I was a pastor for 23 years, and during that time I often heard parishioners talking about mental health issues like depression. The view was often narrow and uninformed. I heard such statements as, “If you have enough faith, you will not be depressed,” “You just need to trust God,” and many other choice comments.
I remember while dealing with my own depression, a friend and mentor told me to “get over it and quit sinning.” He apparently believed that depression was a sin.
There are a lot of well-meaning Christians who do not understand mental health issues like depression. They do not understand that depression is an illness. Most of these people have never dealt with depression themselves. If they had, I doubt they would ever say such things.
Sadly, there is a lot of ignorance in the church about mental health issues. I took in what my friend had said to me and felt guilty for feeling the way I did. For quite a while, I believed him. When I finally went to a counselor myself, I learned that depression is an illness and not a sin. I also learned that people don’t often get over depression by themselves. Once I learned this, I was able to dismiss such unwise counsel.
Through my own struggle with bouts of depression, I have done some research in the Bible...
Many of us go through life more or less on automatic, making the best choices we can based on the available information. It is only natural for us to want things to run as smoothly as possible. If we aren’t naturally prone to worry, it is easy to brush away concerns about physical symptoms as long as they aren’t too disruptive.
We may put off a physical examination, or ignore something that “isn’t that big a deal.” I have heard many people say they hate hospitals. It makes sense, then, that they would be resistant to a check up that might result in a trip to one.
If we can get past that resistance, and develop a healthy approach to our health care, we can make use of what’s available as appropriate and often get results that help us lead healthier happier lives. The very same can be said of mental health care. But even with all the normalization mental health in the media and schools, there is a lot of subliminal resistance to making use of it.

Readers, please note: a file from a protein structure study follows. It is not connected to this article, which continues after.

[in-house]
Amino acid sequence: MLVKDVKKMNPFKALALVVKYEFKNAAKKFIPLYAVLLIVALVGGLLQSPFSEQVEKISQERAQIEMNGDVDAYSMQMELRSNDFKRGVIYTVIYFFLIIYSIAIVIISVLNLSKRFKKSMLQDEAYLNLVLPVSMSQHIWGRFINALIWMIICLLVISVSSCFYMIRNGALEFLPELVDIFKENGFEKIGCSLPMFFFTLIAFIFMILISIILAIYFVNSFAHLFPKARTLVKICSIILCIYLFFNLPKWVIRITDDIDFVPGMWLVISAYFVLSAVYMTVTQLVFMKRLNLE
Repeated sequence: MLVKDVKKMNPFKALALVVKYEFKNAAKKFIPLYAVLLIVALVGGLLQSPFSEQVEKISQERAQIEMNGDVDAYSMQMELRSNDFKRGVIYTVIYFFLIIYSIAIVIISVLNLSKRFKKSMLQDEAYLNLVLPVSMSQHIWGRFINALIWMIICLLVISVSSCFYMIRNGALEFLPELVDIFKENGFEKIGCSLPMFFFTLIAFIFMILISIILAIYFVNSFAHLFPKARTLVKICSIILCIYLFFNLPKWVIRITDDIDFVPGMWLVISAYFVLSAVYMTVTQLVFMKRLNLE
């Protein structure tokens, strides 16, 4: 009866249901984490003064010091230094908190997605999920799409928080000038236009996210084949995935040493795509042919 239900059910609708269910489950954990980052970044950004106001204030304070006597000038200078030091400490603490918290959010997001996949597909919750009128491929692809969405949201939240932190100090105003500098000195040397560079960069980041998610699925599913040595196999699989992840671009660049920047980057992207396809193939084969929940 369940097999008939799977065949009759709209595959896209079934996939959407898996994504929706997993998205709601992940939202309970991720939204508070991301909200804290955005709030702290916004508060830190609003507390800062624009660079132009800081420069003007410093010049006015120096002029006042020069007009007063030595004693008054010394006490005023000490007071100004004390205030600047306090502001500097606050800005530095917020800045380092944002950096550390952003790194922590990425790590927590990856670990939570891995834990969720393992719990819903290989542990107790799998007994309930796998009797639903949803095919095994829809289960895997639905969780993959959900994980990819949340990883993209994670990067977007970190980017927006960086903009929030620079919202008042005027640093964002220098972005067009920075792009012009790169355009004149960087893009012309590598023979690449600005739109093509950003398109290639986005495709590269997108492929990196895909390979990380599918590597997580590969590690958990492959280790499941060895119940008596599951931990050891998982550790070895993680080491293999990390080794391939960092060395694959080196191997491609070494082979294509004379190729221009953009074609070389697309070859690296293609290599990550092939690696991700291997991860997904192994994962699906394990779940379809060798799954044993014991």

The Stigma Around Family and Marriage Counseling
It’s not surprising that people still have a negative view of mental health care. Forty years ago, a psychiatric hospital was referred to as “the booby hatch,” “bughouse,” and “funny farm” among other names, and I still hear those terms bandied abou...
How do you know you are experiencing depression? What are the common symptoms of depression? As a professional counselor, when listening to clients describe their symptoms, I am looking for patterns and changes in patterns, as well as a few key words or phrases. What is normal for one person may not be normal for another, but here are few of the most common signs and symptoms of depression.
Most Common Signs and Symptoms of Depression
Change in Mood
Depression is associated with the words “sad” or “down.” While those are certainly aspects of the moods of depression, I also find that feeling “nothing” or “numbness” are just as common.
It is normal to feel different emotional responses to various events in our lives, but unfortunately we push down many negative emotions because they are hard to feel or talk about. We do our best not to dwell on them or think about them. But we can’t selectively damper certain emotions.
The more we numb our negative emotions, we also end up numbing our positive emotions, which can leave a sort of emptiness, hopelessness, and overall numbness. I frequently hear people struggling with depression describe their emotions as mostly empty with sadness mixed in; but these changes can also include mood ...
As a counselor, the vast majority of clients I see have either endured or perpetrated some type of emotional abuse throughout their lifetime. Emotional abuse is quite pervasive, and it is a fairly new topic to be discussed as generations prior would not have even considered the effects of their words or actions qualifying as abusive.
I do want to differentiate right away between someone being an emotional abuser, and someone saying or doing emotionally abusive things. An abuser will perpetually hurt, undermine, or seek to gain a manipulative upper hand over others – whereas the majority of people will have the capacity to say or do something that is emotionally abusive in an isolated situation or circumstance without being a habitual abuser.